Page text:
Let's cut out the fancy Dan stuff and play baseball as it was intended—with young fellows who know how if they're let alone.
We don't pay our $2 to see how smart the managers are. They can't knock a ball out of the dugout.
PHIL P. POTTER
KING, AND QUEEN, OF THEM ALL
Your splendid article A Fish to Remember by Mr. Burton J. Rowles (SI, Feb. 2) brought to mind many happy experiences.
My grandfather, John B. McFerran, was, I believe, the first man to ever catch a bonefish with rod and reel; at least this credit is given by Mr. W. H. Gregg in his book, Where, When and How to Catch Fish on the East Coast of Florida, published in 1892.
I remember only too well my first bonefish caught in January 1906, when I was 10 years of age. The guide was Jerome Pinder, who was my grandfather's boatman until the death of Mr. McFerran in 1919. Islamorada in those days was known as Pinderville, and the railroad had not been constructed across Upper Matecumbe at that time.
I have caught quite a few bonefish in my life and it has spoiled me for any other kind of fishing. I still think of the bone-fish as king of them all.
JOHN B. MCFERRAN JR.
I have had extraordinary luck with the bonefish.
I have only gone bonefishing twice—the first time in 1948, with Jimmy Albright as my guide. I caught a world record bonefish for men and women, 12 pounds 2½ ounces. Last year I caught five bonefish in three hours, all nine pounds or better, with Cecil Keith Jr. of Islamorada.
WATCH OUT BELOW!
"New York Corporation Lawyer" Coulson's remark that "some of the crew didn't bathe at all" while sailing the Ondine to Rio (WONDERFUL WORLD, Feb. 16) must have been aimed at his port watch only, because we of the starb'd watch bathed frequently, especially as we neared Rio and anticipated carnival and the beautiful senhoritas! Incidentally, half of the water that Corporation Lawyer Coulson poured over himself cascaded down an open hatch into Tanker Broker Long's bunk.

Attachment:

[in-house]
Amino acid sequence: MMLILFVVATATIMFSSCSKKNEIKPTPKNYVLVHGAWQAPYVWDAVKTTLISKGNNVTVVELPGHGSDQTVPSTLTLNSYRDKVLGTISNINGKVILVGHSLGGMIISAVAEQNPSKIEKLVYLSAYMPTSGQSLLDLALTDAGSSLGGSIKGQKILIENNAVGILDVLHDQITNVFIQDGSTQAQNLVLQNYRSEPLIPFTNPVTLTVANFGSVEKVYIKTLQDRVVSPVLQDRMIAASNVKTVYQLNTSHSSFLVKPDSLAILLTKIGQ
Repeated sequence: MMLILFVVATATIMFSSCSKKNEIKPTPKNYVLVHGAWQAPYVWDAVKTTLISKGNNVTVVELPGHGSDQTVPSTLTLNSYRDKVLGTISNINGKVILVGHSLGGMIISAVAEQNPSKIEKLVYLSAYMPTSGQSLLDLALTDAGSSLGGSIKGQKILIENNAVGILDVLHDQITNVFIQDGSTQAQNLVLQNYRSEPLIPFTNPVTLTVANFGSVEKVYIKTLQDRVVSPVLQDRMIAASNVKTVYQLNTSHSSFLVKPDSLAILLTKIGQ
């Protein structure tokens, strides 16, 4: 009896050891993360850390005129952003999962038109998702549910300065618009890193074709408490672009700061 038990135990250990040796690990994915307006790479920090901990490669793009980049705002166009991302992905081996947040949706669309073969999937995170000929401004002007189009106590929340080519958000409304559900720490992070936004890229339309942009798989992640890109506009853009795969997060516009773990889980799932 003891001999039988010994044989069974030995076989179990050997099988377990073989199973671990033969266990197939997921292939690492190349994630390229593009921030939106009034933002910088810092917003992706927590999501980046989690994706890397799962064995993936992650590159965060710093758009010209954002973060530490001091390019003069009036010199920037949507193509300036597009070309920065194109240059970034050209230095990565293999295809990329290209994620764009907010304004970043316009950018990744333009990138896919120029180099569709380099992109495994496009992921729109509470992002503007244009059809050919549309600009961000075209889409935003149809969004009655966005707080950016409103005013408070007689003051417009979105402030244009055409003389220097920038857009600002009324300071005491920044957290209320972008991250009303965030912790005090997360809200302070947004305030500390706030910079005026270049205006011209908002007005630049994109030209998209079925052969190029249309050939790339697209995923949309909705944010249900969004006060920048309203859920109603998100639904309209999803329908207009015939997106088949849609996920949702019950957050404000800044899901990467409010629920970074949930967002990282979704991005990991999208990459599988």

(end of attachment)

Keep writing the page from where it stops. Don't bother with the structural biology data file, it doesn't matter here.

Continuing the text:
Real estate salesman
New York City
WAR AND PEACE
Your story about the 1958 West Point football team and their "lonely end" (Feet Plus Pete Dawkins, SI, Feb. 2) was quite interesting to me.
Possibly the origin of these plays could be traced back to the study of military history by someone connected with the football team. These plays follow very closely in principal tactics in a much bigger game in 1861 and 1862 where Stonewall Jackson was the "lonely end" and Robert E. Lee the quarterback. Jackson's activities in the Shenandoah Valley kept the Union forces off balance and tied up, out of action, a great many more Union soldiers than the total number of his command.
•We asked Colonel Earl Blaik, retired Army football coach and active Civil War buff, about Mr. Worthington's thesis. "There is no doubt," said Colonel Blaik, "that the lonely end formation can be compared to a number of military maneuvers, for the concepts of warfare are implicit in the game of football. When Field Marshal Montgomery visited the United States after World War II he was intrigued by football and sensed at once the relation between the tactical problems of the football field and battlefield."—ED.